THERE is a strong correlation between the amount of chocolate consumed in a country and the number of Nobel laureates it produced. The more chocolate consumed in a country, the more Nobel laureates it spawns, US research suggests.
The Swiss take the lead with the Swedes, Austrians and Danes following closely behind. The UK was also above average in the league. Spain on the other hand was much further down the list together with Italy, Greece, Portugal, Poland, Japan, China and Brazil. Ireland, German, the Netherlands, USA, France, Finland, Canada and Australia were all somewhere in the middle.
To produce just one more laureate, the nation would have to up its cocoa intake by 275 million pounds a year, according to lead author Dr Franz Messerli, a Swiss doctor now working at Columbia University in New York. Every citizen would have to head 400g of chocolate a year to increase the number of Nobel laureates in a given country by one per million inhabitants, if the correlation holds true.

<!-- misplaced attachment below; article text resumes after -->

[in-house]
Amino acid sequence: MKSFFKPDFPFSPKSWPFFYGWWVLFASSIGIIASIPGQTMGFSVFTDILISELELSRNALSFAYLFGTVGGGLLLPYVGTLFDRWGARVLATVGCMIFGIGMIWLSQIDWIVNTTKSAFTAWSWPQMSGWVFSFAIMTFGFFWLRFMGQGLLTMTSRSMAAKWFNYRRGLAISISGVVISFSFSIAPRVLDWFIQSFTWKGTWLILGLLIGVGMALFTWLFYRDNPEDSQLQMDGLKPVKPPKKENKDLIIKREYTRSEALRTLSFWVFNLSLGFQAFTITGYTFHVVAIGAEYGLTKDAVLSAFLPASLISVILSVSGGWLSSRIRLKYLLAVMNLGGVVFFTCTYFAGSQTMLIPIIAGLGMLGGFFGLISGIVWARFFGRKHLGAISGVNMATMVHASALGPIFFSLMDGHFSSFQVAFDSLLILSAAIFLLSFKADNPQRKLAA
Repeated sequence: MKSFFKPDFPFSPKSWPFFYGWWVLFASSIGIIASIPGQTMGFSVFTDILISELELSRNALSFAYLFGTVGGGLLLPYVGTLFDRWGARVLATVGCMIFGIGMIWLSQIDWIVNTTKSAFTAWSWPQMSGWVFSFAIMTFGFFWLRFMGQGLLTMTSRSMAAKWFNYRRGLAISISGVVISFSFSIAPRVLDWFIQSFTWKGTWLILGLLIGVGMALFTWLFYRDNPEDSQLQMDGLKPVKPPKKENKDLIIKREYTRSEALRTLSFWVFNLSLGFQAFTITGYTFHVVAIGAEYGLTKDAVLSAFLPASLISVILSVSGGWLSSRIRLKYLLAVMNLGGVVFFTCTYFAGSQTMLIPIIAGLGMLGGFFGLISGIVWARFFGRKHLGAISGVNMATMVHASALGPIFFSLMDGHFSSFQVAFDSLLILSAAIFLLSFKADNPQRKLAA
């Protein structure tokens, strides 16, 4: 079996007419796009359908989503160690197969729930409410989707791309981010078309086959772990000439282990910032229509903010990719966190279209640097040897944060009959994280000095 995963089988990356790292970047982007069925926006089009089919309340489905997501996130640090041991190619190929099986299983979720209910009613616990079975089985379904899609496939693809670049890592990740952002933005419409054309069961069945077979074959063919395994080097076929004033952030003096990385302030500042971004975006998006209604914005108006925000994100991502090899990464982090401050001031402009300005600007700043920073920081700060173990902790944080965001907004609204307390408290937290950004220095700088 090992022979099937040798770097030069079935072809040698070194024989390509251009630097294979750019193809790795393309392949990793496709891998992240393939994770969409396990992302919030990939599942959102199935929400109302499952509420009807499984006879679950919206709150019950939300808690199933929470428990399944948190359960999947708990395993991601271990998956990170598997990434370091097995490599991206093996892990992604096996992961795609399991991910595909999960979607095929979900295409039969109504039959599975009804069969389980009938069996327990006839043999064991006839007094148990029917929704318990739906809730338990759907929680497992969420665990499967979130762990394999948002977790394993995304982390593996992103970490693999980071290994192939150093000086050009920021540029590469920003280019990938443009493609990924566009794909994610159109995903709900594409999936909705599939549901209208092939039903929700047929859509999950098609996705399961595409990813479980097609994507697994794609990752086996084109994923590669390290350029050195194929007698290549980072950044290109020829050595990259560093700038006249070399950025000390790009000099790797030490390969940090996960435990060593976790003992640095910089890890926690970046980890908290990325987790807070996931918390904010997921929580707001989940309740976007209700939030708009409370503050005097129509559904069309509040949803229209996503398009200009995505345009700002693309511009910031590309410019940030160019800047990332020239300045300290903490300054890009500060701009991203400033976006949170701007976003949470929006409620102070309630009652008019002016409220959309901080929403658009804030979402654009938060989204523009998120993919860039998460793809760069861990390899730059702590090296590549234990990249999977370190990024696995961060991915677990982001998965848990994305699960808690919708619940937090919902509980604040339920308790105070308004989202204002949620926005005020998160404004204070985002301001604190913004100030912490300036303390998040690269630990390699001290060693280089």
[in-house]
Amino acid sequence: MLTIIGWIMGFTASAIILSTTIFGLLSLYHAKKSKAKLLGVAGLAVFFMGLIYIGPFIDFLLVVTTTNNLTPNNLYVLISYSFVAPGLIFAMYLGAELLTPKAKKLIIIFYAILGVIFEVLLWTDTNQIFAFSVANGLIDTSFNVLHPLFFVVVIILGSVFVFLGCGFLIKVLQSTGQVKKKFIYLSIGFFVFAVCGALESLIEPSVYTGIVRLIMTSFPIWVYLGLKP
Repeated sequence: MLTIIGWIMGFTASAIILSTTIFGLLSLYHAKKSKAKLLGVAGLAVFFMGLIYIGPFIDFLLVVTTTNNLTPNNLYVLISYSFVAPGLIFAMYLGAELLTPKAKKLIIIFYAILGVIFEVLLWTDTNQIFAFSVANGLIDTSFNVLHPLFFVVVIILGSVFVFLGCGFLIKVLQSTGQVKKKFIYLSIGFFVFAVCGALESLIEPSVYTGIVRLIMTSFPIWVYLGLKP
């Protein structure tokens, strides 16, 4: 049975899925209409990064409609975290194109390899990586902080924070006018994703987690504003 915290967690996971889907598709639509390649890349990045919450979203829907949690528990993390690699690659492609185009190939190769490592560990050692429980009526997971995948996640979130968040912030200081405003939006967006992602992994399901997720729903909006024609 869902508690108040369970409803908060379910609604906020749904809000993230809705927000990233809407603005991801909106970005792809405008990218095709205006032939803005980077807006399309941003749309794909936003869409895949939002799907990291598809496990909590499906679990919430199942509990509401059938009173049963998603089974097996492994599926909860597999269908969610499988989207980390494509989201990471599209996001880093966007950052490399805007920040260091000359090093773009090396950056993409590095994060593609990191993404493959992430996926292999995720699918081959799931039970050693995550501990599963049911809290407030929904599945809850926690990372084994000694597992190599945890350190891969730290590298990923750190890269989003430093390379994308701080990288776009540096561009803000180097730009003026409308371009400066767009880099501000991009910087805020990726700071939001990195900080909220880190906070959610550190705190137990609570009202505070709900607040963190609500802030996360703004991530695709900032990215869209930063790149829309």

Previous research has suggested dark chocolate can benefit the brain, heart and even help lose weight. Chocolate has historically had a unhealthy reputation, but it is the sugar in it that causes problems, so using sugar free cocoa powder is the least fattening way to enjoy this healthy treat.